With Snack was planning a month-long European tour from Prague to Lisbon once the semester ends in June – hitting about 12 cities, “centered around places where we have free places to stay.”    And maybe free snacks, too. . .

You can read more about  the band in an interview with Carolyn Boyce on Hive Mind, an NYU-based arts and entertainment blog, or go to

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Get Involved with TEDxNYU Prague

Studying Abroad? Get Involved!

In the past we have organized events at six sites across three continents, including Student Talks at NYU Florence, live stream events at NYU London, Paris and Shanghai, and a TEDxNYU Talk on the Future of Global Education by President John Sexton live streamed from NYU Abu Dhabi.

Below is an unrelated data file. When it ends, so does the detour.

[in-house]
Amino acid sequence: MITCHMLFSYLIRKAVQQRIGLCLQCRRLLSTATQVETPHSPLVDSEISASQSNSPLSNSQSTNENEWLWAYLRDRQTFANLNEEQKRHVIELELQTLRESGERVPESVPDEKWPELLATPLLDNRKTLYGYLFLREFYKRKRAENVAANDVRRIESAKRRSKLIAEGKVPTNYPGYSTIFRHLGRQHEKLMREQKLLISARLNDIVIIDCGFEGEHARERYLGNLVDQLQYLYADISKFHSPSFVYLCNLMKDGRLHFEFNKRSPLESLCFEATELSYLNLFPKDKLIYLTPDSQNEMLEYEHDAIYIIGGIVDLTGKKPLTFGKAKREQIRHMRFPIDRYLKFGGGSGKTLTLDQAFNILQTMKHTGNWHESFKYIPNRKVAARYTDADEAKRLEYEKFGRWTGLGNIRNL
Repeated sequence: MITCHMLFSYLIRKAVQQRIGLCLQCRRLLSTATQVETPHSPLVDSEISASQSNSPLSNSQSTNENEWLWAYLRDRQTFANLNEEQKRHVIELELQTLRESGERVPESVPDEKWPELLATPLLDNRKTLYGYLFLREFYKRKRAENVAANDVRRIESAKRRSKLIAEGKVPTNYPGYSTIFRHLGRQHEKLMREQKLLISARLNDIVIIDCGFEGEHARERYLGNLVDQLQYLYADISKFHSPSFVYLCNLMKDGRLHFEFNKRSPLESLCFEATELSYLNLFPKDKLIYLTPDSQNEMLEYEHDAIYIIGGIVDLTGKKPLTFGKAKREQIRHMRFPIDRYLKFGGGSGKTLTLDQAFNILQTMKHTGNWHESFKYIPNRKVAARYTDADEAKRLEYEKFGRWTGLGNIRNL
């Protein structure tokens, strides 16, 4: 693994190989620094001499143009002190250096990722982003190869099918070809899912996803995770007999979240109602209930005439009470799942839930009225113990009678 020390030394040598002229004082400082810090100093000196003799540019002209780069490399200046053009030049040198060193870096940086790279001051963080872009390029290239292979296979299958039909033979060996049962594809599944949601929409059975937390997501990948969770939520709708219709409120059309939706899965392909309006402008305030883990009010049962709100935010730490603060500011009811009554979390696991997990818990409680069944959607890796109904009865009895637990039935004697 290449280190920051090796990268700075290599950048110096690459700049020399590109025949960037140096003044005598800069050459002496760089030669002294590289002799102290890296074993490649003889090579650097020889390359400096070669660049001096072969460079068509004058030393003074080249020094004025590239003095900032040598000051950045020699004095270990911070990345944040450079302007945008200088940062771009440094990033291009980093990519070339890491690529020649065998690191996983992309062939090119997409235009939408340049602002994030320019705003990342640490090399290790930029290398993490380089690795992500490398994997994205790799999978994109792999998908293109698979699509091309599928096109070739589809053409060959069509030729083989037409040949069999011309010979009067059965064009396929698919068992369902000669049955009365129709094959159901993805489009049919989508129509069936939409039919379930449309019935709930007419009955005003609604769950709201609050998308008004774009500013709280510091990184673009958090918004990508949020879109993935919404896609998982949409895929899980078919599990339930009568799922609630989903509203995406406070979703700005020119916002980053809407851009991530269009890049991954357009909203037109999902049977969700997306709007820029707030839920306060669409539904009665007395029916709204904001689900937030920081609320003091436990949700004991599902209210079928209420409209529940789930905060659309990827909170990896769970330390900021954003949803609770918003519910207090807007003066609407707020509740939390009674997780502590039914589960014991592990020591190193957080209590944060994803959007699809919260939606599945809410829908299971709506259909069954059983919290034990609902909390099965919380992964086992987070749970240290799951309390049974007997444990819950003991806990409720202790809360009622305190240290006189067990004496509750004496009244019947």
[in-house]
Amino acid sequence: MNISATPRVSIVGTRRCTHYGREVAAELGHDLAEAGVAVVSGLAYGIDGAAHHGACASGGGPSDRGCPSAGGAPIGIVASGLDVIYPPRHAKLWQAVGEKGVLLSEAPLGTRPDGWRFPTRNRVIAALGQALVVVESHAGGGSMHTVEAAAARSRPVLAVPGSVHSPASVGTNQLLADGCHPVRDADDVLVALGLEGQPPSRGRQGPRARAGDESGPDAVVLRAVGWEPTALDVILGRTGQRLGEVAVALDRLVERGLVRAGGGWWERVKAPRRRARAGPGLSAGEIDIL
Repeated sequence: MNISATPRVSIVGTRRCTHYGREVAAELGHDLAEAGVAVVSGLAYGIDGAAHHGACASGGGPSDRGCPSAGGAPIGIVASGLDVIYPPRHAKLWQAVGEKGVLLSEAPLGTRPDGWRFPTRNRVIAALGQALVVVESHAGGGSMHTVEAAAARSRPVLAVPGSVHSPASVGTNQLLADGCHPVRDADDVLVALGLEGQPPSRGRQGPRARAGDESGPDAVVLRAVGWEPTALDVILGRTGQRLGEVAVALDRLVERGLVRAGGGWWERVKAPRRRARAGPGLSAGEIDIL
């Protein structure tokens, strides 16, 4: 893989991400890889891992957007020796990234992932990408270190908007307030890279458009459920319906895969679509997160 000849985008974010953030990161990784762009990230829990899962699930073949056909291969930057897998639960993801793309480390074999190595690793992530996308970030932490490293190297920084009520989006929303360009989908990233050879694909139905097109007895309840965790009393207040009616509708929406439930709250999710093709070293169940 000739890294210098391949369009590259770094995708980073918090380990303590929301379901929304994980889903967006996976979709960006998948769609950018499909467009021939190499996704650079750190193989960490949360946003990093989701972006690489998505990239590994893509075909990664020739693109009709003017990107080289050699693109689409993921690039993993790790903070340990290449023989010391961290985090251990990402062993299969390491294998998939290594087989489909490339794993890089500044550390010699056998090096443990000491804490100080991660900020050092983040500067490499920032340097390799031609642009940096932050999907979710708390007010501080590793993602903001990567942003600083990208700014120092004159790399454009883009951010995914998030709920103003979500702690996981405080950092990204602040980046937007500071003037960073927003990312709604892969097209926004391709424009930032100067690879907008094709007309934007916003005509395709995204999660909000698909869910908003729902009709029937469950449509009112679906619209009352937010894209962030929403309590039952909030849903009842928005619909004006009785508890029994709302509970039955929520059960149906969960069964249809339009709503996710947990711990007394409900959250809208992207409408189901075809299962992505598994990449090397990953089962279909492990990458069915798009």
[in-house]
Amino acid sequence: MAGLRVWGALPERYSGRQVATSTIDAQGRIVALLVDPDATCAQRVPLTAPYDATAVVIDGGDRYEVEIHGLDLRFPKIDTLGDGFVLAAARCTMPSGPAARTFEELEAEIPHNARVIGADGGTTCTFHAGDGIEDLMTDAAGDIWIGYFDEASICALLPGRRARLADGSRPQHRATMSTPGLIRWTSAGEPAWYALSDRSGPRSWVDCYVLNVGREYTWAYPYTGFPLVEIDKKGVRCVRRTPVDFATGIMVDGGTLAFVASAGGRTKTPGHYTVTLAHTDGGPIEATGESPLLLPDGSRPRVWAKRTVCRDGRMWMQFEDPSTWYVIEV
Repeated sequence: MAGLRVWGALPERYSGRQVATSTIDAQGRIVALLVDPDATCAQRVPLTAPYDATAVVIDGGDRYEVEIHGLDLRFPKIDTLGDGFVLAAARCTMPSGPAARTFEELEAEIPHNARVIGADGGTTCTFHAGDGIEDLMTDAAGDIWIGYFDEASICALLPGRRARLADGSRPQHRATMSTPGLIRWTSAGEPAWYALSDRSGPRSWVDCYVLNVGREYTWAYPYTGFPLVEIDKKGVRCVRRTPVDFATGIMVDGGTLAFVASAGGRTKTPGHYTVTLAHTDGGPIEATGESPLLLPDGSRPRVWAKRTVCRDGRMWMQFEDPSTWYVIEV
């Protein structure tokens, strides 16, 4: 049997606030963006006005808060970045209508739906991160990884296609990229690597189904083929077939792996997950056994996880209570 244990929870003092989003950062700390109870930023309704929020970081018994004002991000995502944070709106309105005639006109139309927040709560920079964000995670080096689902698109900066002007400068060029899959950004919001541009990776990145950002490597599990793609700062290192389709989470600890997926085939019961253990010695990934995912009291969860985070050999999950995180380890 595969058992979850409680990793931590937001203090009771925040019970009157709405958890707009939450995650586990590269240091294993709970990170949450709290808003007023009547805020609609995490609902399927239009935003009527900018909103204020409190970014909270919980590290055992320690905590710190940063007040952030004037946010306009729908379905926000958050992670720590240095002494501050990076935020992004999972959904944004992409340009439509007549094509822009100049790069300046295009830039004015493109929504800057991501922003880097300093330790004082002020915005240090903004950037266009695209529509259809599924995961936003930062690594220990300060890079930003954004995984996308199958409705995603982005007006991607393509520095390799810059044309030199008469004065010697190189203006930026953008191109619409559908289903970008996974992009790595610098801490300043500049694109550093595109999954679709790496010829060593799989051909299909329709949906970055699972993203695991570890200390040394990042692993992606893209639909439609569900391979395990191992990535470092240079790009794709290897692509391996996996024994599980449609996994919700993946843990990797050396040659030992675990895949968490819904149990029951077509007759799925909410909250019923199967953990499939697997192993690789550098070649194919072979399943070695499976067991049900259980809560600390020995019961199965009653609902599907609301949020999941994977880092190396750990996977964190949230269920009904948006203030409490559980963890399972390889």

Are you passionate about TED(x) Talks, are you studying away this year and are you still looking for a unique leadership experience? We then would like to invite you to join our Global Operations team. We are currently looking for both Global Operations Site Liaisons and team members to help bringing TEDxNYU to your study away site.

Find Out More.

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Please Complete the Pre-Departure Survey

You should have received an email with access to our Pre-Departure Survey, and are now able to submit feedback regarding your experience.

NYU’s Office of Global Programs strives to provide students with the best possible experiences and services as they prepare to study away, and your input will help us tremendously as we prepare for future semesters. Please take a few minutes (really, it will only take a few minutes!) to the complete the survey before you depart.